7 ETF Model Portfolios You Can Use – Updated through 1/22/2013

The theme remained the same in that the indexes continued their relentless march into higher territory with the S&P 500 adding another 1.4% since last week’s ETF Model Portfolio report.

It’s almost impossible to find a pullback in the indexes intraday in order to establish new positions. On a couple of occasions, I had maybe 15 minutes to place some trades as the S&P 500 was slipping by a meager 4 points before the late day “lift-a-thon” kicked in and pushed the benchmark back to green, since in this centrally planned environment, a red close must be avoided at all costs.

Such is the world we’re living in and, while this bull market will not last forever, it could go on for a while. There is simply no way of knowing, but if you do participate in this rampage, let me be the voice of reason and suggest that you work with a trailing sell stop on all of your positions as any unforeseen event could derail this current trend in no time.

Here’s the latest update for our Model ETF Portfolios:

 

1. ETF Trend Tracking Model Portfolio

 [Click on any table to enlarge]

This is the portfolio allocation I have used predominantly in my advisor practice during the first half of 2011, although it lagged in 2012.

Around this fund, when in buy mode, I add what I call boost components consisting of ETFs that can produce higher returns than my core holding, at least during bullish periods. When a market pullback occurs, the core holding should add an element of stability.

Nevertheless, as you know from my writings, anything I invest in involves the use of trailing sell stops, which are shown and tracked on the upper right of the table.

 

2. Conservative ETF Growth Portfolio

This portfolio, as are the following ones, would be typical of what is being used in the buy-and-hold community, as you can see by the 40% allocation to various bond ETFs. If you are conservative, this simple combination could work for you, but I still recommend the use of the trailing sell stops during these uncertain times.

 

3. Aggressive ETF Growth Portfolio

What makes this one aggressive is the small 15% allocation to bonds. If you have an aggressive streak in your personality, you could consider this one. If you use my recommended sell stop discipline, you know exactly ahead of time what your downside risk will be.

 

4. Moderate ETF Growth Portfolio

I call this one moderate growth, because of the higher allocation to various bond ETFs (27%) than in the aggressive set up above. It is also more diversified domestically.

 

5. ETF Income Portfolio

This is as simple as it gets, but this model held up well in 2012 and turned out to be the top performer out of the seven I feature. Only two ETFs were stopped out during the past year, and the proceeds were subsequently re-invested as the upward trend emerged again.

 

6. ETF Bond Portfolio

Many readers have asked for an ETF Bond portfolio, which I have set up in this section; it replaces the old Ivy Portfolio.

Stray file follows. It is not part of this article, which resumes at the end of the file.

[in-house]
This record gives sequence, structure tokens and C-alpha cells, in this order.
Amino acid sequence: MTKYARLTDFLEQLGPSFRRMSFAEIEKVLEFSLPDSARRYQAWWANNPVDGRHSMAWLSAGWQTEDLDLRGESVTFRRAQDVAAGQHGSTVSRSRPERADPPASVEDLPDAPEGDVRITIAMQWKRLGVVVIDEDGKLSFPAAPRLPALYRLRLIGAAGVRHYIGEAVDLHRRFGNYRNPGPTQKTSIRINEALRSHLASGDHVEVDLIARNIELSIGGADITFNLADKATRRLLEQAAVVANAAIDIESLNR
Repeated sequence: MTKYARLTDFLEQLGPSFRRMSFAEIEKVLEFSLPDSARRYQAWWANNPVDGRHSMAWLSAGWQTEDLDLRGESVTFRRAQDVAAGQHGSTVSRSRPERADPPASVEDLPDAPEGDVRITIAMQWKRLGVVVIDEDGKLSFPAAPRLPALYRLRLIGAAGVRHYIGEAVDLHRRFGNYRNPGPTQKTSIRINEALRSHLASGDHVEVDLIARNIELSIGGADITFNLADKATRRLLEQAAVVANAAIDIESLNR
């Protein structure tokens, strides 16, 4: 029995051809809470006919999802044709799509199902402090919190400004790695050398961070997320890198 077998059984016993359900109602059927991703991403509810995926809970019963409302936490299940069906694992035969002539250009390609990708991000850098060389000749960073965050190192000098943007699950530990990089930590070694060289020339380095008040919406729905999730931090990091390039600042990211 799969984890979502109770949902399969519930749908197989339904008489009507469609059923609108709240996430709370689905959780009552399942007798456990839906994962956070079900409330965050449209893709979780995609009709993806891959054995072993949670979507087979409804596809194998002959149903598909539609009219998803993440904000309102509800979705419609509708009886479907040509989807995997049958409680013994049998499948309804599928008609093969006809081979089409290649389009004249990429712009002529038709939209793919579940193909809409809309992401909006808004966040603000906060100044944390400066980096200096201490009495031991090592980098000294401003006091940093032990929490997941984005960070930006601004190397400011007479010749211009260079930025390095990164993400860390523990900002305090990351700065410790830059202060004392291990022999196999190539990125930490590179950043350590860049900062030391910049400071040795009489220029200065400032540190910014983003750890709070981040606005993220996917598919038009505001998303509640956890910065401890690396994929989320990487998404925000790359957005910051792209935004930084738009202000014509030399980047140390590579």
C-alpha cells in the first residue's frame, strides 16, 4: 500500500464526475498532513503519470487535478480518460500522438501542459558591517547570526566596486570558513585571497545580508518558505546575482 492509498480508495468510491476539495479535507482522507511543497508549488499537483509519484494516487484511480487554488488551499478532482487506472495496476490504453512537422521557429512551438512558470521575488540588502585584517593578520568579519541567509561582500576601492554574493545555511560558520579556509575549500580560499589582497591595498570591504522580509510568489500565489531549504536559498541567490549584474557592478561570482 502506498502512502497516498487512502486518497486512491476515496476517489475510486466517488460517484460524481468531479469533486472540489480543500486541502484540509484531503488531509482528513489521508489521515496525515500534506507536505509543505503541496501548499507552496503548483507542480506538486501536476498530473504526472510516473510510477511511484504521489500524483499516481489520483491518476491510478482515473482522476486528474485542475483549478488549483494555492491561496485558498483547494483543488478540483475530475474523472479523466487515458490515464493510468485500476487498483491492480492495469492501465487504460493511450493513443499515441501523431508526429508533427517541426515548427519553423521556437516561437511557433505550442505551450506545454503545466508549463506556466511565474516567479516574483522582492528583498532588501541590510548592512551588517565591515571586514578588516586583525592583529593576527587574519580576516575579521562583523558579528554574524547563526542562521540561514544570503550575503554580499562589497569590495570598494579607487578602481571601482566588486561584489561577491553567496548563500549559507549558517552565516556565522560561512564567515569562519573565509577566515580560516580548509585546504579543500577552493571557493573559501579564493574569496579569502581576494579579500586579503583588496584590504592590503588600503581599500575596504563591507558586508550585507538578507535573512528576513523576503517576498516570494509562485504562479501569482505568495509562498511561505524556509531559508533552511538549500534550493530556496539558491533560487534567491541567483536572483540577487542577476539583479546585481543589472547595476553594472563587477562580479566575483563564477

With the global slowdown underway, bonds continue to have upside potential until higher interest rates caused by inflationary tendencies will bring this rally to an end. Fed policy is promoting lower rates for another couple of years or so, but market pressures due to unintended consequences could bring this trend to a sudden end, which is why the use of my recommended sell stops is critical.

Even though this is a bond portfolio, I believe some small equity exposure (DVY) is vital should the relentless pumping of equities continue.

 

7. The ETF Equivalent of PRPFX

As posted recently, I have created and back tested the ETF equivalent of my favorite mutual fund, PRPFX, which is a core holding in my #1 Portfolio. If you missed it, you can read the announcement here.

Take a look at the combination of ETFs:

Since these 8 ETFs represent only one fund, namely PRPFX, we can to apply a different exit strategy. For that purpose, I will not track the high points made for each ETF, as with the other 6 models, but measure my 7% drop from the high point this entire portfolio has made.

Alternatively, you can sell this entire portfolio once our domestic TTI has crossed into bear market territory or hold on to only those positions that are maintaining upward momentum. That solves the issue of “what to buy” if you had liquidated 100%.

(ETF trading costs are not included in these portfolios demonstrations. They are intended to show market effects on different scenarios only as an educational tool)

To repeat, the key to selecting a portfolio from the above list is not just performance. Personally, I’d rather lag a little on the upside but have some assurance that I will also lag when the downside comes into play.

I will update these portfolios every Wednesday.

Quick Reference:

1/15/13 Model Portfolio

1/8/13 Model Portfolio

12/31/12 Model Portfolio

Disclosure: I may have personal and/or client holdings in some of the funds/ETFs discussed above

About Ulli Niemann

Ulli Niemann is the publisher of "The ETF Bully" and is a Registered Investment Advisor. Learn more
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